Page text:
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Electronic Imaging & Signal Processing

Multilayered memories

Eye on Technology - optical data storage

From oemagazine September 2002
31 September 2002, SPIE Newsroom. DOI: 10.1117/2.5200209.0002

An Osaka University (Osaka, Japan) research team comprising Takuo Tanaka and Sadahiko Yamamoto succeeded in recording and reading bit data on multiple layers inside a thick recording medium. "Recently, we've seen tremendous progress in increasing the storage capacity of CDs and DVDs," says Tanaka, "but the recording density of these optical systems is limited by the laser spot size, which is about half the wavelength. So we can see that recording density of these systems has about hit the upper limit." For further increases, engineers will have to consider multiple layer storage.

Indeed, Tanaka indicates that a number of researchers around the world have turned to 3-D multilayered optical memory recording as a possible way to overcome the limitations of optical disk memories. he and Yamamoto set out to develop a 3-D multilayered optical memory. First, they needed an optical pickup able to read the data from a particular layer without crosstalk from adjacent layers. They turned to the work of such researchers as Osamu Nakamura of Osaka University and Colin Sheppard of the University of Sydney (Sydney, Australia), whose work showed Tanaka and Yamamoto that confocal laser-scanning fluorescent microscopy has true 3-D resolving power and could be used for the pickup in 3-D optical storage.

"When we decided on the pickup system, that automatically set the kind of memory we had to shoot for," says Tanaka. "The only way we could use microscopy as pickup was if the medium recorded bit data as fluorescent patterns in three dimensions."

Tanaka and Yamamoto developed a recording medium from a solution of methyl-methacrylate monomer (MMA), poly-methyl-methacrylate (PMMA), rhodamine-B, and tetrachloroauric acid (HAuCl4). The MMA acted as a solvent and the PMMA as a matrix. The rhodamine-B is a fluorescent dye, and the HAuCl4 supplied Au(III) ions. "By vaporizing the MMA solvent, we were able to make a rhodamine-B-doped, Au(III)-doped solid PMMA block," Tanaka says (see figure).

Ordinarily, rhodamine-B molecules fluoresce. But when they are next to Au(III) ions, the energy of the optically excited rhodamine-B molecule is transferred to the Au(III) ions, which quenches the rhodamine-B fluorescence. If Au(III) ions are irradiated with violet or UV light, they are photochemically changed into Au particles. Turning an Au(III) ion into an Au particle unquenches the adjacent rhodamine-B molecule, and it once again becomes fluorescent. "Using this mechanism, we recorded bit data as a fluorescent pattern inside our medium. We used an objective lens to focus the violet laser inside the medium, and rhodamine-B molecules fluoresced only at the photoreduced points," Tanaka says. The system can only be used to record data, as optically reduced Au particles do not return to Au(III) ions.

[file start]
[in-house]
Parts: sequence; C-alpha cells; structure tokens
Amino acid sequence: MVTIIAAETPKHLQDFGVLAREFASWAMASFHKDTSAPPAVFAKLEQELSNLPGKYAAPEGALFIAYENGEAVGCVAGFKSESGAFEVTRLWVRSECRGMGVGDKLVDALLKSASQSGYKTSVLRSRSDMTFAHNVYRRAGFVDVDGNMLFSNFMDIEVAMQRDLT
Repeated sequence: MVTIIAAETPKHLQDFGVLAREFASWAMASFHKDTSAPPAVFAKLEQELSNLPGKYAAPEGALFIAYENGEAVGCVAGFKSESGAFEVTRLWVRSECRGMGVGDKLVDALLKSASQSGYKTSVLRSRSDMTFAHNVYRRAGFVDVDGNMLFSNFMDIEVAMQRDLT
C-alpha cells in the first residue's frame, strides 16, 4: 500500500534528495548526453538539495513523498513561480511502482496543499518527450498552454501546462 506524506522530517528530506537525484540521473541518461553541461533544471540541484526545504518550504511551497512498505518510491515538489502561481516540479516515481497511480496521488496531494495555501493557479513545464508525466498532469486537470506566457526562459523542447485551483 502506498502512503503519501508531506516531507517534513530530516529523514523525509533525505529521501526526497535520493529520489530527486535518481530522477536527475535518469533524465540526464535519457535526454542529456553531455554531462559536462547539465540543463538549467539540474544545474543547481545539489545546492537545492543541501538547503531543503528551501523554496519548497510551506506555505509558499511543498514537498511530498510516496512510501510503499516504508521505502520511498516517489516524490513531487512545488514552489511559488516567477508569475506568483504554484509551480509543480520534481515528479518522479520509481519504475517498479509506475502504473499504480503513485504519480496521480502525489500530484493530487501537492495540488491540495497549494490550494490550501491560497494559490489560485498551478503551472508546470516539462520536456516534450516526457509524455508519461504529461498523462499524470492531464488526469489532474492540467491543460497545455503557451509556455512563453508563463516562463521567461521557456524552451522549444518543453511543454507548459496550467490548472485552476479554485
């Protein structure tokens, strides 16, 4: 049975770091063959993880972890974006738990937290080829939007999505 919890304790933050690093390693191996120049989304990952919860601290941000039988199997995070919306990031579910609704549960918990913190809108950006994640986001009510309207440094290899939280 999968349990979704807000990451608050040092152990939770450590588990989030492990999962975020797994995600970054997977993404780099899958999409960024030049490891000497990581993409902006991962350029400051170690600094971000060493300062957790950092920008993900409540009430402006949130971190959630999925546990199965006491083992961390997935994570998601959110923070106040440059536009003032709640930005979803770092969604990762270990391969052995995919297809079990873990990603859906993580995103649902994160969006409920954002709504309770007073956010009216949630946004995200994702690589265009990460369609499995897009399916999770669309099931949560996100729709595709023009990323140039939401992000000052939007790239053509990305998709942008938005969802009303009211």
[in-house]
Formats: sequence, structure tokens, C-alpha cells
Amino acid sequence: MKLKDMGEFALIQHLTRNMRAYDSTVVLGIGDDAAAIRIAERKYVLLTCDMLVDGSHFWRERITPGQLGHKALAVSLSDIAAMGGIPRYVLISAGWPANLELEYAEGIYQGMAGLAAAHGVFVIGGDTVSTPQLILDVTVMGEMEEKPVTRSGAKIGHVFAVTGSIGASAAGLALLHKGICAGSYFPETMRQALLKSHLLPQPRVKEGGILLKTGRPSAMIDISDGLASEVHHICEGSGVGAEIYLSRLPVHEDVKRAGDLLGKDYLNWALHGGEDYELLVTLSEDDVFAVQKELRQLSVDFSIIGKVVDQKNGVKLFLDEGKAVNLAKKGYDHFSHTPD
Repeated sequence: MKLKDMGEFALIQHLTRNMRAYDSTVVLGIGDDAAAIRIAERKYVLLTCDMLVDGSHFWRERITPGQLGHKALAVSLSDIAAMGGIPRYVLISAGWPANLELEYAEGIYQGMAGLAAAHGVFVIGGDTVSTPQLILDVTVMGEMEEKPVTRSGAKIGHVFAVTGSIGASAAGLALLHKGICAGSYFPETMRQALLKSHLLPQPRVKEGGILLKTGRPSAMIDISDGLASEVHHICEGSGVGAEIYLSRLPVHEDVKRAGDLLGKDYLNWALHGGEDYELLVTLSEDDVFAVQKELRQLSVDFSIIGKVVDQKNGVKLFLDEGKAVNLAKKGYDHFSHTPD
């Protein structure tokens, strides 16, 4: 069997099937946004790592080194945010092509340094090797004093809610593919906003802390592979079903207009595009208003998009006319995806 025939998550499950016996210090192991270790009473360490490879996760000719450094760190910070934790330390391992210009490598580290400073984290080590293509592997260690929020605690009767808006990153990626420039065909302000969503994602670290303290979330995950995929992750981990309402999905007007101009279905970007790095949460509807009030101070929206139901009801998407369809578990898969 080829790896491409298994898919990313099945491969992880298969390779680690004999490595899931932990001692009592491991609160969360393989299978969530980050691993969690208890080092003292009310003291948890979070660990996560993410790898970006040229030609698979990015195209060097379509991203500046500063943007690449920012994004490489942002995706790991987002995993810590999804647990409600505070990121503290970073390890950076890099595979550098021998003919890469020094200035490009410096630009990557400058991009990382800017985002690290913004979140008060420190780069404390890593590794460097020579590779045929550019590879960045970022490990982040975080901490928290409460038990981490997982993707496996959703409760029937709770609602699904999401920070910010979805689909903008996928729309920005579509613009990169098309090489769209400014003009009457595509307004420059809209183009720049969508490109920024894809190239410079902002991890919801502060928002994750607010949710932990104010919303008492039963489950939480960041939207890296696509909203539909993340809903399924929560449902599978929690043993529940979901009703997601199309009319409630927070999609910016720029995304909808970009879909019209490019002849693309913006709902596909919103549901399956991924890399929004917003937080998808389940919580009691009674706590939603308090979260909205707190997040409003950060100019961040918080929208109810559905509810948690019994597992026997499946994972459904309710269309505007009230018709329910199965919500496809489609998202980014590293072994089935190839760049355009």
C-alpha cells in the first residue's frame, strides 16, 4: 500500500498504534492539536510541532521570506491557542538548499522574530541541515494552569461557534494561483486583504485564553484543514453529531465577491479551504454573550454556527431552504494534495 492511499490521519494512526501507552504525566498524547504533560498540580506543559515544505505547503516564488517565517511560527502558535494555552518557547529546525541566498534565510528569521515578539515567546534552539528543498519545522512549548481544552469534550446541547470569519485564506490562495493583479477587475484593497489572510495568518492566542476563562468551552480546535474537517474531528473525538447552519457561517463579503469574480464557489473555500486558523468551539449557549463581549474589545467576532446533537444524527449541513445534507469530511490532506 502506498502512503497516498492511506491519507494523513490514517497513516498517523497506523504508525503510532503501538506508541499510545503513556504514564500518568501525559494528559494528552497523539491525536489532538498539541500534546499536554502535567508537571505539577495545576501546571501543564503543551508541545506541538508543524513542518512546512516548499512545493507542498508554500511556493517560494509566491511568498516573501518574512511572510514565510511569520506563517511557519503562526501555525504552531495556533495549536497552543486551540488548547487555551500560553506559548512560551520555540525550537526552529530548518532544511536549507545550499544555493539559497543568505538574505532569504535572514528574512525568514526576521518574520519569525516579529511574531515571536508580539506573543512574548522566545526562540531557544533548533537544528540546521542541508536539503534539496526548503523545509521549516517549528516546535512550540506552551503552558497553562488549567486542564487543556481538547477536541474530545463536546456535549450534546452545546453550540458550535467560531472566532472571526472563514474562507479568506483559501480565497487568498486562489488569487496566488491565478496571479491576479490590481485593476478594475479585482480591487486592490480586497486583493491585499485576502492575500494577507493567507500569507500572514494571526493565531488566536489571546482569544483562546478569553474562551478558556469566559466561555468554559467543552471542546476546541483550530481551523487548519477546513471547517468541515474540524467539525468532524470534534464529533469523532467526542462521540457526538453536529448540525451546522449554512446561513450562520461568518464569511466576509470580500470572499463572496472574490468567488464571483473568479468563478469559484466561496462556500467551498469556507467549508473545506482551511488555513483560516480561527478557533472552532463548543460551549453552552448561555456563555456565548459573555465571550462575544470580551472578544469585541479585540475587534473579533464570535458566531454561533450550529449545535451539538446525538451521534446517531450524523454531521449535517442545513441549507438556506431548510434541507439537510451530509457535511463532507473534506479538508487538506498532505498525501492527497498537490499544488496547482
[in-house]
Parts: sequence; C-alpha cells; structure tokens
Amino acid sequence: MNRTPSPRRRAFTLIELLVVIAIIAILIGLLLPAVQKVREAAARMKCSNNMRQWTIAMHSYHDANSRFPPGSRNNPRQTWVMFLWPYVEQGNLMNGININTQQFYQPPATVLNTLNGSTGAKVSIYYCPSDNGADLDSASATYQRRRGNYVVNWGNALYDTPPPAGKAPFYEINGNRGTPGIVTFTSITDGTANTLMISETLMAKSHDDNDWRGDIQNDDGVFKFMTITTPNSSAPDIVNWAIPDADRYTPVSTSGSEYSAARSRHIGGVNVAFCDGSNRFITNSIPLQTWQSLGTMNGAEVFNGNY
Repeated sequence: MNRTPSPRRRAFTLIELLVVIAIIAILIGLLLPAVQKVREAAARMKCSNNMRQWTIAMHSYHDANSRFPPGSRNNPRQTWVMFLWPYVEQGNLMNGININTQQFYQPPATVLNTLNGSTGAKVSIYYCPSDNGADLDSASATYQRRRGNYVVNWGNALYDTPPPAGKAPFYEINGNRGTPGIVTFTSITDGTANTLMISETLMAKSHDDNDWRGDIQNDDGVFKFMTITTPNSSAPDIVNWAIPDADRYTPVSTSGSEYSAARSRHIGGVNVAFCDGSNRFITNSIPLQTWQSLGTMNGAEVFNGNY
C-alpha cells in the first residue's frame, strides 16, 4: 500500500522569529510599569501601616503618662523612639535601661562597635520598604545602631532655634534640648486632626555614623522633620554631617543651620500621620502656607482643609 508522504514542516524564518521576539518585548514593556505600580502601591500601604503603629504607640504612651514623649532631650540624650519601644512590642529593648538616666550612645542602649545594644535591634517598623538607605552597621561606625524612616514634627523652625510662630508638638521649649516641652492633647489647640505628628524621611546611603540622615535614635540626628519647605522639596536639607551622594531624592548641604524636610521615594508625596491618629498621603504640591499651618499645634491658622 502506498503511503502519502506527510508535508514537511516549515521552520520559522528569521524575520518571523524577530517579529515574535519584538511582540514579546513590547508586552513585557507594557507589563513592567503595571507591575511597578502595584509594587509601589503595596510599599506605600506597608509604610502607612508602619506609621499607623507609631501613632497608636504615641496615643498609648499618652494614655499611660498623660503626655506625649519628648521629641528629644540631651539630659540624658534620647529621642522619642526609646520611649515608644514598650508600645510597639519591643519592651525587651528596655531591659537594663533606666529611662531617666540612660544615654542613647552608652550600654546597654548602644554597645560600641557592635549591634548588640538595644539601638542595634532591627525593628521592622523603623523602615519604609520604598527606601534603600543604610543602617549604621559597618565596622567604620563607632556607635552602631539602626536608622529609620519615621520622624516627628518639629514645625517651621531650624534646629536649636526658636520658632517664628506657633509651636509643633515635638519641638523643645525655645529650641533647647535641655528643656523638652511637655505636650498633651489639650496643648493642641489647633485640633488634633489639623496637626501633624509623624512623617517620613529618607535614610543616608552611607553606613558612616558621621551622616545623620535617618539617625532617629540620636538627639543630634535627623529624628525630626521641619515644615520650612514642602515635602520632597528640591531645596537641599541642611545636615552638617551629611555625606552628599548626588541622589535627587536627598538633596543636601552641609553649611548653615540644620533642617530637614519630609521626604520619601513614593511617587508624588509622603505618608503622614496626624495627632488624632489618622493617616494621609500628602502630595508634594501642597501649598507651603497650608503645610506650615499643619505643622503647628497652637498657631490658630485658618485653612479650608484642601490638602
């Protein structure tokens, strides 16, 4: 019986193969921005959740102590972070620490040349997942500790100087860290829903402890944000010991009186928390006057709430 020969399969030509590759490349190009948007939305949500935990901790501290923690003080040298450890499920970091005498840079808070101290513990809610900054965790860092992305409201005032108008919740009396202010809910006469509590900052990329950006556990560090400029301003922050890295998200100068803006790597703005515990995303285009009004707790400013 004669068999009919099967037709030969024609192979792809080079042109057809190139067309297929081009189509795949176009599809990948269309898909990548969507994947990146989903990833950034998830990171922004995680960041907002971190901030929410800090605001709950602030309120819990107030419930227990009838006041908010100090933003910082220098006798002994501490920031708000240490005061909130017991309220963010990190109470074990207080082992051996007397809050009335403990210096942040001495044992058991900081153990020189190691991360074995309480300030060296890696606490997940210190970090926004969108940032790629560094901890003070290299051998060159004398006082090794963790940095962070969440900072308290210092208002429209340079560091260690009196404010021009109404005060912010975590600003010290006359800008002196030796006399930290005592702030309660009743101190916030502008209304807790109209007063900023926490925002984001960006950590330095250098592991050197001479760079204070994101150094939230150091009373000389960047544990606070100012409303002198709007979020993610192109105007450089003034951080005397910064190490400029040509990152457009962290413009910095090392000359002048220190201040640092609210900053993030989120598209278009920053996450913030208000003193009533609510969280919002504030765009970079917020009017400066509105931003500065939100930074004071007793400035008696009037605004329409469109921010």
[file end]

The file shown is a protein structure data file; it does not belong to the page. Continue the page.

By co-doping PMMA with rhodamine-B and Au(III), researchers have developed a medium (top) in which the Au(III) ions quench the rhodamine-B fluorescence until the Au(III) ions are converted into elemental Au by violet or UV light. At this point, the quenching halts, and the rhodamine-B molecules fluoresce. (Osaka University).

The team recorded the data with a helium cadmium laser (Λ=441.6 nm, 10 mW). They collimated the beam with a 5X beam expander and focused it with a 100X, oil-immersion lens with a numerical aperture of 1.25. A computer-controlled mechanical shutter modulated the intensity of the beam. The researchers placed the medium on a computer-controlled, motor-driven x-y-z stage and scanned it three-dimensionally to a precision of 0.5 µm, using an exposure time of 8 ms per data point for a 160 µW incident beam. "We recorded five layers inside the recording medium we developed, distancing the layers 10 mm apart," says Tanaka. "In each layer, the bit data were written every 5 mm x 5 mm."

After writing the data, Tanaka and Yamamoto read the data with a laser-scanning confocal fluorescent microscope, proving that each recorded dot had sufficient lateral separation. "Our experiment proved that bit data can be recorded three-dimensionally and that it can be read separately with a confocal fluorescent microscope pick-up," Tanaka says.

"We think Tanaka's work is extremely interesting," says Shigeru Tamura, Chief Information Officer for Mitsubishi Kagaku Media (Tokyo, Japan), a major producer of MO, CD, and DVD disks. "The technology seems complex; so many hurdles remain before it can be commercialized. Nevertheless, we will watch Tanaka's work with interest, as high-density recording media is our core business."